Quitting smoking today is one big tough challenge, but an achievable one. It doesn’t matter how long you’ve been smoking or how many cigarettes you smoke per day – what matters most is that you’re willing to take the risk. Answer these five questions and know whether today is the best day for you to quit.
Smoking is a highly addictive habit. There’s no wonder why majority of those who attempt to quit fail in the end. After several days, weeks and months of not smoking, they’ll become overwhelmed by the cravings causing them to light up again. Never blame it on yourself but to the nicotine that your tobacco contains. Without this addictive substance, you’ll know right from the start that you’re sniffing some junk.
For this reason, experts recommend being physically and mentally prepared before starting to quit. Maybe you’ve been moved by an article you read on the web about the benefits of quitting smoking. Maybe your partner encouraged you to stop smoking now, or maybe it just came into your mind. Easy as it may seem, quitting smoking can put you in the losing end so NEVER start to quit without being a hundred percent sure you’re ready. Studies show that people who quit and get back to smoking after some time are more likely to increase their tobacco use.
How do you know you’re ready? Answer these five questions please.
1. Why in the first place do you want to quit?
If someone is forcing you to quit smoking today, you’re less likely to succeed. To be able to kick off this habit from your life, you need to have an internal motivation. The reason or reasons for quitting smoking should have something to do with ‘you’ and not with ‘them’. Answering this question is one critical step towards a successful smoking cessation.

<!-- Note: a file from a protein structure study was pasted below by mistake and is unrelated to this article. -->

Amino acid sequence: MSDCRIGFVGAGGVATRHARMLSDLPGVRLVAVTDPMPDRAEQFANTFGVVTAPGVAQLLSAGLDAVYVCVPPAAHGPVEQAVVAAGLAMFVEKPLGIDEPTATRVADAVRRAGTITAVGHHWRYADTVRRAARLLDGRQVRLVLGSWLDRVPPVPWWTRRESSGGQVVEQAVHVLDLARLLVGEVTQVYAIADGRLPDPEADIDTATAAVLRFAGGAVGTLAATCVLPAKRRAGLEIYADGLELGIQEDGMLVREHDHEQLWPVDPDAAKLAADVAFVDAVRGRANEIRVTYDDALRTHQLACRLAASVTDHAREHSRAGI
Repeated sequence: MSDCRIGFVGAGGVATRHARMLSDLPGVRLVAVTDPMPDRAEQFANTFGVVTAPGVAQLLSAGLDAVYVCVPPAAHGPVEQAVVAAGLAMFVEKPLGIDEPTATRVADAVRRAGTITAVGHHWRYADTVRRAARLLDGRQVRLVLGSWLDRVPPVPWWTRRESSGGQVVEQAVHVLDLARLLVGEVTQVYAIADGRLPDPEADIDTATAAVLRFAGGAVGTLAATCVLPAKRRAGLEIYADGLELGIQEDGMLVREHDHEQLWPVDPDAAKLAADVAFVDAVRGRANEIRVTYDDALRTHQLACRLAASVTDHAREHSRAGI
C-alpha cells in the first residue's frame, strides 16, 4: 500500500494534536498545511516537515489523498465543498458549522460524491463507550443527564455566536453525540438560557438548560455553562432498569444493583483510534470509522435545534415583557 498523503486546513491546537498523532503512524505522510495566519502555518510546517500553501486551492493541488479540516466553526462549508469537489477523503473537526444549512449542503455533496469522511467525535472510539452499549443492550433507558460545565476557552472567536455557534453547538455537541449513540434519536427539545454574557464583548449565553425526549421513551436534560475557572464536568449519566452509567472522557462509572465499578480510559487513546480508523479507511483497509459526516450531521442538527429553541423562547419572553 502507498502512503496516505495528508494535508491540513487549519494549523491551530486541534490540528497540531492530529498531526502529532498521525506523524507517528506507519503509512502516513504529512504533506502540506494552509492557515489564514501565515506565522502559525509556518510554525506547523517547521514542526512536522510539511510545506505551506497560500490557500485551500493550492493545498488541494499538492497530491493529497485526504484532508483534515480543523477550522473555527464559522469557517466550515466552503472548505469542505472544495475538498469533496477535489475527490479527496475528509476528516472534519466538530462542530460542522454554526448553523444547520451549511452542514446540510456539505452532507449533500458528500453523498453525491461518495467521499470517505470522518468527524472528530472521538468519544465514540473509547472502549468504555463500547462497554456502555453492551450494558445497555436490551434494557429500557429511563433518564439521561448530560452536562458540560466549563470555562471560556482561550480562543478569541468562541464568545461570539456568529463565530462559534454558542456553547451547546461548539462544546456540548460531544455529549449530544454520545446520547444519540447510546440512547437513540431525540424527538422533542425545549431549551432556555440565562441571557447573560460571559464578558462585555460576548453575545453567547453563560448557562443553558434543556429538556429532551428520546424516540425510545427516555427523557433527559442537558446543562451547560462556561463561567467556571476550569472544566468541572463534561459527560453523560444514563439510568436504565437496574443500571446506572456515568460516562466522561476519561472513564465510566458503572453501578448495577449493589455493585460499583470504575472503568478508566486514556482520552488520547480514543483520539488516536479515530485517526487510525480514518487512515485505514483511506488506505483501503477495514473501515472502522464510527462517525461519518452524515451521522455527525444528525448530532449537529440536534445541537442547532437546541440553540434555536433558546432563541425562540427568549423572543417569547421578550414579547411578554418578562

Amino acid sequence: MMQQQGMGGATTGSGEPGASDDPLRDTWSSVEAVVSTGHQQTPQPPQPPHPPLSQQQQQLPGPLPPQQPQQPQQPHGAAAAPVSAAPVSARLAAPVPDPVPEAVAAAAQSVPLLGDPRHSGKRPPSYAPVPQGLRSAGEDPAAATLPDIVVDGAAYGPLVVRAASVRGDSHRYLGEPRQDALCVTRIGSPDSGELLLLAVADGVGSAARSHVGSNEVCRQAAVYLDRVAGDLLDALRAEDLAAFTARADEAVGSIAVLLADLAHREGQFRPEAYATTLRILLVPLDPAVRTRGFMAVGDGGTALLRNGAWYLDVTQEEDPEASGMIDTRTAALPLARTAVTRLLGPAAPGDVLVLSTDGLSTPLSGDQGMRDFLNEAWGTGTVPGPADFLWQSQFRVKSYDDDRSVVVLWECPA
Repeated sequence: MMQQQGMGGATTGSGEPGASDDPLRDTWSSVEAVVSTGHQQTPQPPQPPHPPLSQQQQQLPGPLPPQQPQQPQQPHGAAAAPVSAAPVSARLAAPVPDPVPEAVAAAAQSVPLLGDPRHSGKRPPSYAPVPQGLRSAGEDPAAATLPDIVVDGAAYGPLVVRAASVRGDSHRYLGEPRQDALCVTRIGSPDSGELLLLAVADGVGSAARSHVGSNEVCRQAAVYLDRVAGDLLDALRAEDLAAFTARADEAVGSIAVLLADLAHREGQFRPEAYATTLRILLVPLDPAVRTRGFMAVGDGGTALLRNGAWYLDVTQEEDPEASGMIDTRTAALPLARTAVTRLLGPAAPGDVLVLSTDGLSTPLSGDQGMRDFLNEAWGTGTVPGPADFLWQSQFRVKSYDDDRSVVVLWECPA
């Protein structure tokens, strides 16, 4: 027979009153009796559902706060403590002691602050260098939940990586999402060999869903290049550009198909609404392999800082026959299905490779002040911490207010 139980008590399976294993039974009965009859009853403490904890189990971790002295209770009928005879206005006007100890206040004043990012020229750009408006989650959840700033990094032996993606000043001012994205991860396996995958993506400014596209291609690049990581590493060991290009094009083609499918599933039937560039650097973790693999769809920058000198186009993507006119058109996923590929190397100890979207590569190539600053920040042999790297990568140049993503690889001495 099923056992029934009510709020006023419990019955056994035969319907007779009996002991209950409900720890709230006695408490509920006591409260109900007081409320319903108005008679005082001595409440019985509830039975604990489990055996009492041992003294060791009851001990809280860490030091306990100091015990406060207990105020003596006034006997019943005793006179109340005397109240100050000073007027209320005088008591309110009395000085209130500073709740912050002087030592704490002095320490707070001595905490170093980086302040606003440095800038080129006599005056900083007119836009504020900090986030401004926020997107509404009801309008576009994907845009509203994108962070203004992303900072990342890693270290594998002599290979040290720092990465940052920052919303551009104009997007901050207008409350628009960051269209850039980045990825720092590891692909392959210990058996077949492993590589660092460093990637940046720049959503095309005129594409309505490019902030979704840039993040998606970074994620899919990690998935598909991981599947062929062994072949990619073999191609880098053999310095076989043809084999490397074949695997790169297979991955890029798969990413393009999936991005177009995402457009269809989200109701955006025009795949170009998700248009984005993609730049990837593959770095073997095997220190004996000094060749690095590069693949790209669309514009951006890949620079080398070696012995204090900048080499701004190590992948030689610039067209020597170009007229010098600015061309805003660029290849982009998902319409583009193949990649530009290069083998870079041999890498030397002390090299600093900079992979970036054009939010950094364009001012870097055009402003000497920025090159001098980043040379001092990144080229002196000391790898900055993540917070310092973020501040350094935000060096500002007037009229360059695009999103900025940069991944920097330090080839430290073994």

2. What are the health risks of smoking that you know?
Quick – identify as many illnesses related to quit smoking. If you only know lung cancer and heart disease, you’re way too far from quitting smoking. There have been numerous studies that link smoking to a huge number of diseases including sterility, mental disorder, pneumonia, asthma, breast, pharyngeal and other types of cancer, and so on. Try searching on Google for some graphical images of what actually happen to your body every time you smoke. One study reveals that by looking into such images, a person becomes more motivated and persuaded to quit smoking.
3. Do you believe that the positive effects of smoking are far too little as compared to its negative effects?
Maybe you’re lighting up because you feel so stressed and pressured at work. Smoking gives us some source of pleasure (that’s how nicotine works). It stimulates the brain to produce a chemical called ‘dopamine’ which is linked to feeling of goodness. That’s all you’ll have with smoking – pleasure. But why is it that many non-smokers are happy and have high sense of wellbeing than smokers? If smoking really gives you happiness, you shouldn’t even be bothering reading this. Aren’t you?
4. What if plan A doesn’t work, do you have plan B?
It’s important that you know in what way you are going to quit. Will you use some smoking cessation drugs? Will you quit cold turkey? Now what if your strategy doesn’t work? Alongside your personal way to quit, having a robust support system in the background will greatly help you quit especially during the times you feel you can’t do it anymore.
5. Are you really serious to quit?
Once you have answered the questions above, you’re almost ready to stop smoking today. But remember; only those who are really serious to take away this habit off their life succeed in the end.
Good luck. Believe you can do it!